It's just like old times at the 2017 edition of the Francophone film festival
CINEFRANCO! FRANCOPHONE INTERNATIONAL FILM FESTIVAL from Friday (October 6) to October 12 at Carlton Cinemas (20 Carlton). 2017.cinefranco.com/en. Rating: NNNN
After spending the last couple of years in flux, dealing with postponements, shifting venues and scaled-down programs, the Cinefranco film festival arrives at the Carlton Cinemas with a 2017 edition that looks a lot like its older self.
Once again, the festival has assembled a selection of commercial French-language cinema from around the world, mixing themes and genres with abandon. That breadth of selection has always made Cinefranco feel especially ambitious in its scope, and it makes sense that this year’s edition should kick off with an equally ambitious project.
That would be 9, Le Film (Friday, 7 pm), an ensemble comedy adapted by Stéphane E. Roy from his 2005 stage play 9 Variations On The Void, a comedy about communication structured as a series of intimate conversations. (Yes, that’s vague. Trust me, it’s all you need to know going in.)
Roy – who also appears in the film as the motivational speaker who connects all the various threads – co-directed the movie with eight colleagues, among them actor/director Luc Picard (A Summer In Kigali), Érik Tessier (5150 Rue Des Ormes) and Erik Canuel (Bon Cop, Bad Cop). And they’ve recruited half of Quebec cinema to play it out, including Anne-Marie Cadieux, Marc Fornier, Maxim Gaudette, Alexis Martin and François Papineau.
The constant shifts in tone and style – each sequence was shot by a different cinematographer, too – work nicely to keep the movie’s energy up and hold our attention if we’re not fully invested in a given scene, it won’t be long until the next one.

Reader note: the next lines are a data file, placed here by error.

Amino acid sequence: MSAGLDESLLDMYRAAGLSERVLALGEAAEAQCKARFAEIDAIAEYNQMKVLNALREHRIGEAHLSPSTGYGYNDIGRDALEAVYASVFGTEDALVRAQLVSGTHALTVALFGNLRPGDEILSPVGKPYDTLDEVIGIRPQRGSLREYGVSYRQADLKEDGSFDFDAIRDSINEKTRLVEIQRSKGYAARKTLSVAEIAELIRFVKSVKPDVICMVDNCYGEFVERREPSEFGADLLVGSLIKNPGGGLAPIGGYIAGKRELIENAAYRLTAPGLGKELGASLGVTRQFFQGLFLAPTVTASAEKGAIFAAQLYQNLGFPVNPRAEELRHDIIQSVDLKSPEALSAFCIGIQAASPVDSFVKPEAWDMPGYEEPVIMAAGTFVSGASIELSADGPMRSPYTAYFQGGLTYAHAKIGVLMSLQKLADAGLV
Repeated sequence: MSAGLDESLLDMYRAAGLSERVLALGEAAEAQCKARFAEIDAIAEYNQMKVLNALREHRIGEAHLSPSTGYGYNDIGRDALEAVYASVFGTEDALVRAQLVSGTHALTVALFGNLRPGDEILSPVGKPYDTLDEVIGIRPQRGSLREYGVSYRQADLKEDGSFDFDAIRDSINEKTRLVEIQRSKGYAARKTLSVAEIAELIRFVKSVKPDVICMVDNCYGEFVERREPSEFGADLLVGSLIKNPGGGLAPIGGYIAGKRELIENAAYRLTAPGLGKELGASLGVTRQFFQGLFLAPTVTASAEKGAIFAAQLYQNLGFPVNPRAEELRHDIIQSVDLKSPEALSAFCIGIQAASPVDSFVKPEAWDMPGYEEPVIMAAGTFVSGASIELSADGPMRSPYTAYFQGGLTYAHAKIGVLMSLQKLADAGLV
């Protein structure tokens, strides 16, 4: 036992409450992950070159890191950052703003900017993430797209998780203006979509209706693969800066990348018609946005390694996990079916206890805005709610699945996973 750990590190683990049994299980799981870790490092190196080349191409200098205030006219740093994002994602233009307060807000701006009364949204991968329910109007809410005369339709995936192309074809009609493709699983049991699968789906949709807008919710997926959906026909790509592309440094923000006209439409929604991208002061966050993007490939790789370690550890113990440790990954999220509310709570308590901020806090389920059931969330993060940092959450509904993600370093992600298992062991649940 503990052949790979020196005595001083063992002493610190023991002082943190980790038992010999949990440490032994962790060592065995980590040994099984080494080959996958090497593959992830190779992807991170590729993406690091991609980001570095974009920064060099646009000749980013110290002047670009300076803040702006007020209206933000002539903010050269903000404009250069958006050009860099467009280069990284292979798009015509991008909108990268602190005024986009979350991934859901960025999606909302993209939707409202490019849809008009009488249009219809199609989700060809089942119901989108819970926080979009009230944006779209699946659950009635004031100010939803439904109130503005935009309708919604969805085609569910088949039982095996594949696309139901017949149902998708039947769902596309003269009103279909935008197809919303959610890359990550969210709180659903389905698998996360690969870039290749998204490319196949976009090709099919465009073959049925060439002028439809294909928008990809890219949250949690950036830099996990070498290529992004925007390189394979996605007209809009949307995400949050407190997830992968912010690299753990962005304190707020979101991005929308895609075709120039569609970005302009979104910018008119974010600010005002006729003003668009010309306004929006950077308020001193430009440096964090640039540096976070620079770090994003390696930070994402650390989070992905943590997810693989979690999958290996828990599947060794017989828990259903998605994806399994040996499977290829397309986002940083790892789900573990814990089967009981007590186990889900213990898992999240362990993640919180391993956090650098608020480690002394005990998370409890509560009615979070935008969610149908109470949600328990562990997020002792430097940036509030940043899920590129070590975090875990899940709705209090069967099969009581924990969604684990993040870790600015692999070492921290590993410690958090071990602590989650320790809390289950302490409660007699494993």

And if you’re not in the mood for an ensemble anthology, there are 16 other films to choose from.
Want something purely commercial? Check out R.A.I.D: Special Unit (Saturday, 7 pm), the new action comedy from actor/director Dany Boon (Welcome To The Sticks), in which he plays a French supercop tasked with training an enthusiastic but overeager new recruit (Alice Pol). People fall down, stuff blows up, you know the deal.
Rather see something darker? Odd Job (Monday, 4:30 pm), the final film from the late Pascal Chaumeil, is a bone-dry comedy starring Romain Duris as a laid-off factory worker who finds new purpose as a freelance assassin.
And if you’re looking for something truly avant-garde, there’s Lost In Paris (Wednesday, 8:30 pm), the new film from dancer/director/stars Fiona Gordon and Dominique Abel, who’ve carved out a fascinating cinematic niche for themselves over the last decade or so with L’Iceberg, Rumba and The Fairy.
Or maybe you’re just in the mood for a character study. I’d recommend the festival’s closing-night film, Marie-Francine (Thursday October 12, 8:30 pm), a gentle middle-aged comedy about a woman in her 50s (Valérie Lemercier, who also directed and co-wrote) who moves back in with her elderly parents after her job and her marriage both evaporate.
It’s not a new idea, but it’s well-made and the performances are solid … and, like most of the films playing in Cinefranco, this is likely the only time it’ll screen in an English Canadian theatre. Catch it while you can.